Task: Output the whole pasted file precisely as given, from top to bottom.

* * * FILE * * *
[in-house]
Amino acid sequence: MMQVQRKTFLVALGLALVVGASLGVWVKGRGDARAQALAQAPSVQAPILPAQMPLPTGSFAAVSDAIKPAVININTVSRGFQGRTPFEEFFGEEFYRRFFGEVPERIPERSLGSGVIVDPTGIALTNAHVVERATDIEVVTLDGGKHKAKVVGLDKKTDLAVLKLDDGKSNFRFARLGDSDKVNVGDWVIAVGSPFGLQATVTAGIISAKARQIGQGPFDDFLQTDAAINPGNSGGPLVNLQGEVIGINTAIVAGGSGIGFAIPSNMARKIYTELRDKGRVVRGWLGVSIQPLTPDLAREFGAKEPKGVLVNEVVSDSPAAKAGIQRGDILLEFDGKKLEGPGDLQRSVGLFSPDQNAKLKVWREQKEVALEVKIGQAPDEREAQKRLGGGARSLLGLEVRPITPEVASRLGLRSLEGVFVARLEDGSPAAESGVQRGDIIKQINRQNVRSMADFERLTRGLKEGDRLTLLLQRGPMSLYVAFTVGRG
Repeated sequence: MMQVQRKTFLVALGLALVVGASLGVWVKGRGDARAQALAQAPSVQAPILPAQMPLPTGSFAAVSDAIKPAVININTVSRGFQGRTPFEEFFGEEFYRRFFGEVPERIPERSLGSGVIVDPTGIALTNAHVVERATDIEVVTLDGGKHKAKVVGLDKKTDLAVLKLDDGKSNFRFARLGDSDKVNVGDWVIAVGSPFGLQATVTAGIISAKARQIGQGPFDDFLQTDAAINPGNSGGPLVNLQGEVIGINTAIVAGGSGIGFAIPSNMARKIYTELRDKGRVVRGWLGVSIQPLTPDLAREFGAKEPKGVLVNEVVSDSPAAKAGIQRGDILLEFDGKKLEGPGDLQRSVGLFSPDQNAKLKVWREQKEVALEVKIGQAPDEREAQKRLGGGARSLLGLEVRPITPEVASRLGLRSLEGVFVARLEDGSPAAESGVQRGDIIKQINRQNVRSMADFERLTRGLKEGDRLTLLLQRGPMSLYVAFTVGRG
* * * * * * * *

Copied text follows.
[in-house]
Amino acid sequence: MMQVQRKTFLVALGLALVVGASLGVWVKGRGDARAQALAQAPSVQAPILPAQMPLPTGSFAAVSDAIKPAVININTVSRGFQGRTPFEEFFGEEFYRRFFGEVPERIPERSLGSGVIVDPTGIALTNAHVVERATDIEVVTLDGGKHKAKVVGLDKKTDLAVLKLDDGKSNFRFARLGDSDKVNVGDWVIAVGSPFGLQATVTAGIISAKARQIGQGPFDDFLQTDAAINPGNSGGPLVNLQGEVIGINTAIVAGGSGIGFAIPSNMARKIYTELRDKGRVVRGWLGVSIQPLTPDLAREFGAKEPKGVLVNEVVSDSPAAKAGIQRGDILLEFDGKKLEGPGDLQRSVGLFSPDQNAKLKVWREQKEVALEVKIGQAPDEREAQKRLGGGARSLLGLEVRPITPEVASRLGLRSLEGVFVARLEDGSPAAESGVQRGDIIKQINRQNVRSMADFERLTRGLKEGDRLTLLLQRGPMSLYVAFTVGRG
Repeated sequence: MMQVQRKTFLVALGLALVVGASLGVWVKGRGDARAQALAQAPSVQAPILPAQMPLPTGSFAAVSDAIKPAVININTVSRGFQGRTPFEEFFGEEFYRRFFGEVPERIPERSLGSGVIVDPTGIALTNAHVVERATDIEVVTLDGGKHKAKVVGLDKKTDLAVLKLDDGKSNFRFARLGDSDKVNVGDWVIAVGSPFGLQATVTAGIISAKARQIGQGPFDDFLQTDAAINPGNSGGPLVNLQGEVIGINTAIVAGGSGIGFAIPSNMARKIYTELRDKGRVVRGWLGVSIQPLTPDLAREFGAKEPKGVLVNEVVSDSPAAKAGIQRGDILLEFDGKKLEGPGDLQRSVGLFSPDQNAKLKVWREQKEVALEVKIGQAPDEREAQKRLGGGARSLLGLEVRPITPEVASRLGLRSLEGVFVARLEDGSPAAESGVQRGDIIKQINRQNVRSMADFERLTRGLKEGDRLTLLLQRGPMSLYVAFTVGRG